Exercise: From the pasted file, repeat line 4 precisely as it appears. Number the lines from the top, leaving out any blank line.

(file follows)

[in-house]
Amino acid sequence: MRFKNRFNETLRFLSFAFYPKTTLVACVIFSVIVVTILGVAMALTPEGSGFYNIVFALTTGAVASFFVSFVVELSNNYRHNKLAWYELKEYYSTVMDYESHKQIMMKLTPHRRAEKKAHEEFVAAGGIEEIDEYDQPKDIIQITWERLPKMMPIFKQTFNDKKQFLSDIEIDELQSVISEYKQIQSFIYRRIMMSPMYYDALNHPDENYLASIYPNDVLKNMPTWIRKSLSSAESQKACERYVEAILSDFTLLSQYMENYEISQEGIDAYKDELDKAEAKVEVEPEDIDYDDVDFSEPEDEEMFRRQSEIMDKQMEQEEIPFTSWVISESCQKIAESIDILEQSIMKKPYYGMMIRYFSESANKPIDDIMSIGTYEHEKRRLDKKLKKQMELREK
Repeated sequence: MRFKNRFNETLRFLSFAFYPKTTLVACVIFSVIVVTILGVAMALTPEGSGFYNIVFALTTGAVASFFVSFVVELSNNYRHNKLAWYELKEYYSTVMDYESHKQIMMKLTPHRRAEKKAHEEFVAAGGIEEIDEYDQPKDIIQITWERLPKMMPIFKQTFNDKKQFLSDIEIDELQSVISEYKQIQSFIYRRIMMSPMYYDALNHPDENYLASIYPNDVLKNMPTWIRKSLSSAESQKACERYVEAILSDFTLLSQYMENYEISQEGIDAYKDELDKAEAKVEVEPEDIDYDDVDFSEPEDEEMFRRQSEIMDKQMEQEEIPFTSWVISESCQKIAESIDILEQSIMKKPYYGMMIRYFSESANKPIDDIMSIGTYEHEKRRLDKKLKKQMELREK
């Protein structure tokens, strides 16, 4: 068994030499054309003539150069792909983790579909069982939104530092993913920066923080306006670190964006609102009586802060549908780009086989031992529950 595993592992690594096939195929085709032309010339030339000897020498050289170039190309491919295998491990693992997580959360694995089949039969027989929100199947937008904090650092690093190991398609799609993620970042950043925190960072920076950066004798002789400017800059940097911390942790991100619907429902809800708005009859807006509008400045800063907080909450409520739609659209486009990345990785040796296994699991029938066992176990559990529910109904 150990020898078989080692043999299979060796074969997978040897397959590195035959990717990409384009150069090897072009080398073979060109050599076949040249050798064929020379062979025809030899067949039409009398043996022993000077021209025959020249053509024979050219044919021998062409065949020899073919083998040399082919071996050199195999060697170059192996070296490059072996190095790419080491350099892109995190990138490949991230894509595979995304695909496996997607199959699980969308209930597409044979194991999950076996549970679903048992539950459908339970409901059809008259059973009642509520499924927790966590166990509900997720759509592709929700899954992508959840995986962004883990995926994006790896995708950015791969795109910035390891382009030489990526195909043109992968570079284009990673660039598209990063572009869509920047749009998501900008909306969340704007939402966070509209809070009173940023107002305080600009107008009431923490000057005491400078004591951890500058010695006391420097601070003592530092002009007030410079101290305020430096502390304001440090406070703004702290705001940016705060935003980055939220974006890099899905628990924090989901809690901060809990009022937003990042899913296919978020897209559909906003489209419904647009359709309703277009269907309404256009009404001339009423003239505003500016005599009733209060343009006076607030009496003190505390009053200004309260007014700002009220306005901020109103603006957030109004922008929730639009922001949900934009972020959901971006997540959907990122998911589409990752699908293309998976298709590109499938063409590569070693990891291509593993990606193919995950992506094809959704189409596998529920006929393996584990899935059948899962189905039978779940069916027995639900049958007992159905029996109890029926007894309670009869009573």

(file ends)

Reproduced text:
């Protein structure tokens, strides 16, 4: 068994030499054309003539150069792909983790579909069982939104530092993913920066923080306006670190964006609102009586802060549908780009086989031992529950 595993592992690594096939195929085709032309010339030339000897020498050289170039190309491919295998491990693992997580959360694995089949039969027989929100199947937008904090650092690093190991398609799609993620970042950043925190960072920076950066004798002789400017800059940097911390942790991100619907429902809800708005009859807006509008400045800063907080909450409520739609659209486009990345990785040796296994699991029938066992176990559990529910109904 150990020898078989080692043999299979060796074969997978040897397959590195035959990717990409384009150069090897072009080398073979060109050599076949040249050798064929020379062979025809030899067949039409009398043996022993000077021209025959020249053509024979050219044919021998062409065949020899073919083998040399082919071996050199195999060697170059192996070296490059072996190095790419080491350099892109995190990138490949991230894509595979995304695909496996997607199959699980969308209930597409044979194991999950076996549970679903048992539950459908339970409901059809008259059973009642509520499924927790966590166990509900997720759509592709929700899954992508959840995986962004883990995926994006790896995708950015791969795109910035390891382009030489990526195909043109992968570079284009990673660039598209990063572009869509920047749009998501900008909306969340704007939402966070509209809070009173940023107002305080600009107008009431923490000057005491400078004591951890500058010695006391420097601070003592530092002009007030410079101290305020430096502390304001440090406070703004702290705001940016705060935003980055939220974006890099899905628990924090989901809690901060809990009022937003990042899913296919978020897209559909906003489209419904647009359709309703277009269907309404256009009404001339009423003239505003500016005599009733209060343009006076607030009496003190505390009053200004309260007014700002009220306005901020109103603006957030109004922008929730639009922001949900934009972020959901971006997540959907990122998911589409990752699908293309998976298709590109499938063409590569070693990891291509593993990606193919995950992506094809959704189409596998529920006929393996584990899935059948899962189905039978779940069916027995639900049958007992159905029996109890029926007894309670009869009573």